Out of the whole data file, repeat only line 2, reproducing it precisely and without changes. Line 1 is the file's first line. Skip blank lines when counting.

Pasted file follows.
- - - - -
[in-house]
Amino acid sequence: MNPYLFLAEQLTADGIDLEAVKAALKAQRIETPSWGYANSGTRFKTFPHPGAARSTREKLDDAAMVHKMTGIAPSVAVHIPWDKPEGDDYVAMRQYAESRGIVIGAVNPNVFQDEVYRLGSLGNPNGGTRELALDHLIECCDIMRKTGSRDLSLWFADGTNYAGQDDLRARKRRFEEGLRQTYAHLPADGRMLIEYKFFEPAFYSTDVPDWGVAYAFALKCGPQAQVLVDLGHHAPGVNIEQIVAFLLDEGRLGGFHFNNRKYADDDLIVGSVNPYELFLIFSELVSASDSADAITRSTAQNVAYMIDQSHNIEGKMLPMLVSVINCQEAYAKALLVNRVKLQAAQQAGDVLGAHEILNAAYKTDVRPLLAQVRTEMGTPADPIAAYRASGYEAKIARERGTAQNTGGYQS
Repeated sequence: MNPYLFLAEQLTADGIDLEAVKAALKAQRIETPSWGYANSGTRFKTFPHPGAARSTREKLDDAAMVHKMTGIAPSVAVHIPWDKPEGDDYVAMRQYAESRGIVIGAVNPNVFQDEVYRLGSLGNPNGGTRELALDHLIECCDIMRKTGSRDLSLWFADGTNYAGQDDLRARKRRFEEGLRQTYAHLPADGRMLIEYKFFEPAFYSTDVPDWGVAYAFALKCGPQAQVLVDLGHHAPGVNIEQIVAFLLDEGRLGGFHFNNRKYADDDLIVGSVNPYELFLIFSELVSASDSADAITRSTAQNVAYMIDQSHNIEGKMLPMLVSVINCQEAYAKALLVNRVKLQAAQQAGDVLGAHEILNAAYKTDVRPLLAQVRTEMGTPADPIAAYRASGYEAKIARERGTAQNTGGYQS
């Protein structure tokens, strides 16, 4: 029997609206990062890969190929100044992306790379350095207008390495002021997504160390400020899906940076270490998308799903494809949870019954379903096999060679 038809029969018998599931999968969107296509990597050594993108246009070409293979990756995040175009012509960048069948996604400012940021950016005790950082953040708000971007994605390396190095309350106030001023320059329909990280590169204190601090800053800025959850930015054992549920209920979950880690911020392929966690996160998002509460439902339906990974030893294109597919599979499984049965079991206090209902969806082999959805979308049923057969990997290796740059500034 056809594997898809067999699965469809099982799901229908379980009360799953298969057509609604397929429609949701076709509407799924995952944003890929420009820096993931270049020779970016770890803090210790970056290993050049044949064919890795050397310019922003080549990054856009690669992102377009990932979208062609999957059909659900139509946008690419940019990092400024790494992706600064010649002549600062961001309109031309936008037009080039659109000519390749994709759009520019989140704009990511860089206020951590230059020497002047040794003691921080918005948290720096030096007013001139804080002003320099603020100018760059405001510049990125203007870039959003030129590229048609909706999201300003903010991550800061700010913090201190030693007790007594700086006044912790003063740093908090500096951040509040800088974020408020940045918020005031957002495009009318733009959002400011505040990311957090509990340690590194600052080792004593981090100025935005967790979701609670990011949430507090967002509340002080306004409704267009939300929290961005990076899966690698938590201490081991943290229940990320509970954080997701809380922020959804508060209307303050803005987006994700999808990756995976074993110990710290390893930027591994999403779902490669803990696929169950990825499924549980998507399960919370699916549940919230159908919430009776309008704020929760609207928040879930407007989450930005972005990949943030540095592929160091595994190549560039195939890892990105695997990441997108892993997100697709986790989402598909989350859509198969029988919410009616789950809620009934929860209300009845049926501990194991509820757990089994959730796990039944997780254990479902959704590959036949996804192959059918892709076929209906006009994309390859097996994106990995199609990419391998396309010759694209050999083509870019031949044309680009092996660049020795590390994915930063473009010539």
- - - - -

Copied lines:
Amino acid sequence: MNPYLFLAEQLTADGIDLEAVKAALKAQRIETPSWGYANSGTRFKTFPHPGAARSTREKLDDAAMVHKMTGIAPSVAVHIPWDKPEGDDYVAMRQYAESRGIVIGAVNPNVFQDEVYRLGSLGNPNGGTRELALDHLIECCDIMRKTGSRDLSLWFADGTNYAGQDDLRARKRRFEEGLRQTYAHLPADGRMLIEYKFFEPAFYSTDVPDWGVAYAFALKCGPQAQVLVDLGHHAPGVNIEQIVAFLLDEGRLGGFHFNNRKYADDDLIVGSVNPYELFLIFSELVSASDSADAITRSTAQNVAYMIDQSHNIEGKMLPMLVSVINCQEAYAKALLVNRVKLQAAQQAGDVLGAHEILNAAYKTDVRPLLAQVRTEMGTPADPIAAYRASGYEAKIARERGTAQNTGGYQS